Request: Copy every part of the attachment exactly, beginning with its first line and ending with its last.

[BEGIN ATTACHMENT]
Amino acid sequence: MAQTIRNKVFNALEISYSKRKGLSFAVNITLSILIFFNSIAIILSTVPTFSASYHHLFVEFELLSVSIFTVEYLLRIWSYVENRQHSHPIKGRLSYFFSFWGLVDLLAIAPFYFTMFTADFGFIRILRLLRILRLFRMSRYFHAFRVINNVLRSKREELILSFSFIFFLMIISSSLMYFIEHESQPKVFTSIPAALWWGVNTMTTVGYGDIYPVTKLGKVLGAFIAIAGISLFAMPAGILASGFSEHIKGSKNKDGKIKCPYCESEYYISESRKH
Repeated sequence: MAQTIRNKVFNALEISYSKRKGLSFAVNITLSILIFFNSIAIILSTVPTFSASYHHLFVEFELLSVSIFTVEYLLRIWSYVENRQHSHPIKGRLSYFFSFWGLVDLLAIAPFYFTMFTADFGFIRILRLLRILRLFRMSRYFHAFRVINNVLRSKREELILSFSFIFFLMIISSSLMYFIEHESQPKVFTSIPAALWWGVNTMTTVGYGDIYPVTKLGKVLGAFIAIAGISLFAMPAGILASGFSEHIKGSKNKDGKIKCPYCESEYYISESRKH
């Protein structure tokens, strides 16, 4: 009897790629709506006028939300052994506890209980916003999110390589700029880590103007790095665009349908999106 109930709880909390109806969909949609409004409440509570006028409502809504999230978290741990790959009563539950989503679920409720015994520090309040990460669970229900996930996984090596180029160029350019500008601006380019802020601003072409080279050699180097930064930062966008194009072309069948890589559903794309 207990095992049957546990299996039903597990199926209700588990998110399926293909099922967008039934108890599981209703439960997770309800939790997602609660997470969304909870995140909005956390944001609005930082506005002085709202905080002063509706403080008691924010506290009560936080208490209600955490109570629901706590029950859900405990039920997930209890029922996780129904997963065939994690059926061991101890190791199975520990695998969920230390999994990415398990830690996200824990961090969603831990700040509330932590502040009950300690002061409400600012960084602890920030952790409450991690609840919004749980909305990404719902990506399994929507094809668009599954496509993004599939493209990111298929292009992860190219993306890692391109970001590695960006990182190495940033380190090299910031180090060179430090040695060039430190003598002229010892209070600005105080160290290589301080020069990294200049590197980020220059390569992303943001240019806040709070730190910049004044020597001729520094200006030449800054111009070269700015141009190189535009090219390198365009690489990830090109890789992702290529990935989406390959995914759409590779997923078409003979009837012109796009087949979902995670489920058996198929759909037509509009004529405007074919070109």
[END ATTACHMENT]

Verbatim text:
Amino acid sequence: MAQTIRNKVFNALEISYSKRKGLSFAVNITLSILIFFNSIAIILSTVPTFSASYHHLFVEFELLSVSIFTVEYLLRIWSYVENRQHSHPIKGRLSYFFSFWGLVDLLAIAPFYFTMFTADFGFIRILRLLRILRLFRMSRYFHAFRVINNVLRSKREELILSFSFIFFLMIISSSLMYFIEHESQPKVFTSIPAALWWGVNTMTTVGYGDIYPVTKLGKVLGAFIAIAGISLFAMPAGILASGFSEHIKGSKNKDGKIKCPYCESEYYISESRKH
Repeated sequence: MAQTIRNKVFNALEISYSKRKGLSFAVNITLSILIFFNSIAIILSTVPTFSASYHHLFVEFELLSVSIFTVEYLLRIWSYVENRQHSHPIKGRLSYFFSFWGLVDLLAIAPFYFTMFTADFGFIRILRLLRILRLFRMSRYFHAFRVINNVLRSKREELILSFSFIFFLMIISSSLMYFIEHESQPKVFTSIPAALWWGVNTMTTVGYGDIYPVTKLGKVLGAFIAIAGISLFAMPAGILASGFSEHIKGSKNKDGKIKCPYCESEYYISESRKH
């Protein structure tokens, strides 16, 4: 009897790629709506006028939300052994506890209980916003999110390589700029880590103007790095665009349908999106 109930709880909390109806969909949609409004409440509570006028409502809504999230978290741990790959009563539950989503679920409720015994520090309040990460669970229900996930996984090596180029160029350019500008601006380019802020601003072409080279050699180097930064930062966008194009072309069948890589559903794309 207990095992049957546990299996039903597990199926209700588990998110399926293909099922967008039934108890599981209703439960997770309800939790997602609660997470969304909870995140909005956390944001609005930082506005002085709202905080002063509706403080008691924010506290009560936080208490209600955490109570629901706590029950859900405990039920997930209890029922996780129904997963065939994690059926061991101890190791199975520990695998969920230390999994990415398990830690996200824990961090969603831990700040509330932590502040009950300690002061409400600012960084602890920030952790409450991690609840919004749980909305990404719902990506399994929507094809668009599954496509993004599939493209990111298929292009992860190219993306890692391109970001590695960006990182190495940033380190090299910031180090060179430090040695060039430190003598002229010892209070600005105080160290290589301080020069990294200049590197980020220059390569992303943001240019806040709070730190910049004044020597001729520094200006030449800054111009070269700015141009190189535009090219390198365009690489990830090109890789992702290529990935989406390959995914759409590779997923078409003979009837012109796009087949979902995670489920058996198929759909037509509009004529405007074919070109």